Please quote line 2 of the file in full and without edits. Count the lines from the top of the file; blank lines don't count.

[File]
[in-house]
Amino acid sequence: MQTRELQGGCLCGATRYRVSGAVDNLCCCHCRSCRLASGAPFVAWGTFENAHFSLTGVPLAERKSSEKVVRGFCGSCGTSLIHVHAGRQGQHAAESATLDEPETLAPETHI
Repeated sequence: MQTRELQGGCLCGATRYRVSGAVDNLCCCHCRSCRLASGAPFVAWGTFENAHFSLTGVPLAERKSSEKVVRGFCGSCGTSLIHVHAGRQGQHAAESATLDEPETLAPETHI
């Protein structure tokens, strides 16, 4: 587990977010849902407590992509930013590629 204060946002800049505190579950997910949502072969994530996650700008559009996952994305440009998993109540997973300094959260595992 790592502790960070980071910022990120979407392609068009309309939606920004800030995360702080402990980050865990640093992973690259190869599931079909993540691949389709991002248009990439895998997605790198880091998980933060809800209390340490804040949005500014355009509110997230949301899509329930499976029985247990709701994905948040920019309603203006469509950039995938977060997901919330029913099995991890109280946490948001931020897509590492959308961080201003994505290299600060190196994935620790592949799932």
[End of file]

Amino acid sequence: MQTRELQGGCLCGATRYRVSGAVDNLCCCHCRSCRLASGAPFVAWGTFENAHFSLTGVPLAERKSSEKVVRGFCGSCGTSLIHVHAGRQGQHAAESATLDEPETLAPETHI